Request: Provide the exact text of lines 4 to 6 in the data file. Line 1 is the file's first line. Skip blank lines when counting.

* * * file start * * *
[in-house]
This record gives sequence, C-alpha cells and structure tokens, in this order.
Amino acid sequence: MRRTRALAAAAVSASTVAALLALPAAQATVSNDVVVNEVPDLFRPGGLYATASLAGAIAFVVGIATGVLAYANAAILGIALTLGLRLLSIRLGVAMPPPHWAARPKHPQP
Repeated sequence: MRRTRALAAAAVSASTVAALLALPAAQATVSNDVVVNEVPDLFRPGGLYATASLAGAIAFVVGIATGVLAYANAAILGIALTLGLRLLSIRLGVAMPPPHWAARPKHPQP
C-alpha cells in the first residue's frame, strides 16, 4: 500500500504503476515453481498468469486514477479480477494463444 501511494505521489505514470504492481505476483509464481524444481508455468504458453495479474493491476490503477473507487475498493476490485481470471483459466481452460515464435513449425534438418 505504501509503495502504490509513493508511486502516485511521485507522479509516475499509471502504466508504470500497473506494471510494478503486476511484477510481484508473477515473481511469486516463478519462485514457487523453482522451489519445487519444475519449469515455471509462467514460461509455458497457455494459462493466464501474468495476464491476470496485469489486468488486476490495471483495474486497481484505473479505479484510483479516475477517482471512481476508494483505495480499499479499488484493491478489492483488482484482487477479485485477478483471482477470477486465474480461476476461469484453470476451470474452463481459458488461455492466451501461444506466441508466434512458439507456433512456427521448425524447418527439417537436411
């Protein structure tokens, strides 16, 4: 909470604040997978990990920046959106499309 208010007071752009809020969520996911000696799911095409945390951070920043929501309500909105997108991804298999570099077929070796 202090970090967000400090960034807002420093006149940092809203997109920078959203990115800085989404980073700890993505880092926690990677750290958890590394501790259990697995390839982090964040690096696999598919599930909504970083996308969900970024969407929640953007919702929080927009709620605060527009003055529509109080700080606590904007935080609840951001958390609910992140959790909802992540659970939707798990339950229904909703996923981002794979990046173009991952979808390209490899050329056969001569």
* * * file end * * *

Repeated sequence: MRRTRALAAAAVSASTVAALLALPAAQATVSNDVVVNEVPDLFRPGGLYATASLAGAIAFVVGIATGVLAYANAAILGIALTLGLRLLSIRLGVAMPPPHWAARPKHPQP
C-alpha cells in the first residue's frame, strides 16, 4: 500500500504503476515453481498468469486514477479480477494463444 501511494505521489505514470504492481505476483509464481524444481508455468504458453495479474493491476490503477473507487475498493476490485481470471483459466481452460515464435513449425534438418 505504501509503495502504490509513493508511486502516485511521485507522479509516475499509471502504466508504470500497473506494471510494478503486476511484477510481484508473477515473481511469486516463478519462485514457487523453482522451489519445487519444475519449469515455471509462467514460461509455458497457455494459462493466464501474468495476464491476470496485469489486468488486476490495471483495474486497481484505473479505479484510483479516475477517482471512481476508494483505495480499499479499488484493491478489492483488482484482487477479485485477478483471482477470477486465474480461476476461469484453470476451470474452463481459458488461455492466451501461444506466441508466434512458439507456433512456427521448425524447418527439417537436411
């Protein structure tokens, strides 16, 4: 909470604040997978990990920046959106499309 208010007071752009809020969520996911000696799911095409945390951070920043929501309500909105997108991804298999570099077929070796 202090970090967000400090960034807002420093006149940092809203997109920078959203990115800085989404980073700890993505880092926690990677750290958890590394501790259990697995390839982090964040690096696999598919599930909504970083996308969900970024969407929640953007919702929080927009709620605060527009003055529509109080700080606590904007935080609840951001958390609910992140959790909802992540659970939707798990339950229904909703996923981002794979990046173009991952979808390209490899050329056969001569």